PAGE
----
The reality of paganism in Wales today and how the church should respond
Paganism appears to be on the rise in Wales today. It can take many forms – Celtic spirituality, return to nature, wholeness, New Age theories, etc. along with aspects of Hinduism and Buddhism. A visit to the spirituality section of any major bookstore confirms this. A visit to the local branch of a well-known bookstore chain enabled me to come across books such as ‘Spells for Teenage Witches’. When I visited an independent bookshop in a small town the assistant on duty said that most of the books sold were from the New Age/Spirituality section, and confessed that some of the titles frightened her.
It’s not just bookshops that show this trend. Across mid-Wales there are stores which openly proclaim New Age spirituality. Here in Machynlleth, a shop has opened that advertises the sale of potions.
Paganism shows itself outside shops as well. Circle dancing, drum evenings, Native American wholeness, yoga, etc. are now widely accepted as normal. At the time of writing this article plans are in hand in Machynlleth for a Celtic celebration of summer, culminating with processing the ‘green man’ through the streets of the town. Thousands of people are expected to visit the town for this spectacle.
Pagan thinking, closely associated with the New Age movement and Wicca, has become accepted in much mainstream thought. One example of this is the growing belief in reincarnation. Everything and everyone is seen as part of the circle of life.
Paganism is not something new to our age. However, it is a long time since it has had the positive exposure that it now enjoys. There are a number of characteristics that are found in much of paganism. Here are a few of these:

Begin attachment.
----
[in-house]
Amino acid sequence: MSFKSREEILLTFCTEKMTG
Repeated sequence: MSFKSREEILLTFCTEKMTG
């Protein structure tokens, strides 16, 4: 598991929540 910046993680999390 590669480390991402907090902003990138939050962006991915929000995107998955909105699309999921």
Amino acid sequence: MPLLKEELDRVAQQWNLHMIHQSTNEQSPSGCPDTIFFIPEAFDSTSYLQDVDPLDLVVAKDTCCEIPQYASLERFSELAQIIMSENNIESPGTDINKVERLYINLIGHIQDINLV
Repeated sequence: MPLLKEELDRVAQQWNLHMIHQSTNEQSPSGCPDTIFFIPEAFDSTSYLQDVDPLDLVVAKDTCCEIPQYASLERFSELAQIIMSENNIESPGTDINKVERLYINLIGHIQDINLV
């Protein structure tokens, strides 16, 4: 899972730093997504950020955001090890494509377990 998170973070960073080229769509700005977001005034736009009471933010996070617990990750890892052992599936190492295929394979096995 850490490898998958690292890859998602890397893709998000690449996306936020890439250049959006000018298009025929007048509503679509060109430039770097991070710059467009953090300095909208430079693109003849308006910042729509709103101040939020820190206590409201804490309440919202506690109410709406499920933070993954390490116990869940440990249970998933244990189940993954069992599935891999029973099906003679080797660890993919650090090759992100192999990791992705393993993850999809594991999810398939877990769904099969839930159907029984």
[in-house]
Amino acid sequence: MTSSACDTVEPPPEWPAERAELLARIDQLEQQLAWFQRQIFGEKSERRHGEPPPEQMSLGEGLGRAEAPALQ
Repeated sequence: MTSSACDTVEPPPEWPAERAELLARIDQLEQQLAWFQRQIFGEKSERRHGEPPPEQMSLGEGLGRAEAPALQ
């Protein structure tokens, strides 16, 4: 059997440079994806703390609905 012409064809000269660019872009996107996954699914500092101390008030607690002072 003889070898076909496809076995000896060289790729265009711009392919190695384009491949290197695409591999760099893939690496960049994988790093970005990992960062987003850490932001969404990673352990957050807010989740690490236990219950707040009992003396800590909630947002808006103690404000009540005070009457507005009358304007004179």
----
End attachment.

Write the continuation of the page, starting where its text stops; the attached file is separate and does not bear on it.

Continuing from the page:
- It is pragmatic – a religion that meets our needs and fulfils our wishes
- It is more felt than understood
- It accepts impersonal mystical powers, spirit beings, many divinities and a hierarchy of all these
- It is a religion of power
- It believes that words have innate power
- Magic can be used to manipulate the world and spirits around us
Further, paganism has its own meaning for terms that we think we understand. For example, God is a verb (an action) not a noun (a person). For Christians, God is not seen as creativity but as creator. Another term often used is awakening – a shift in consciousness in which thinking and awareness separate.
Underlying all forms of paganism is a teaching called Monism. This is a belief that everything and everyone is one. God, the world and ourselves are one. Everything and everyone is divine.
How should we respond to this resurgent paganism?
It is important that we are aware of the nature of this enemy to the gospel. The devil has many strategies, which can change their shape. Our gospel applications must be relevant to our age. To do this effectively we need to be clear as to the teaching of paganism. What is Monism? How does it challenge biblical Christianity? What gospel truths are particularly relevant in rebutting this error?
Firstly, we can emphasise our belief that there is only one God, and that He is the creator. God had no beginning but creation did. He created everything, but is separate from His creation. He is the sovereign God, and we will never become Him. We are not rocks or trees, but beings created in the image of God to glorify and enjoy Him.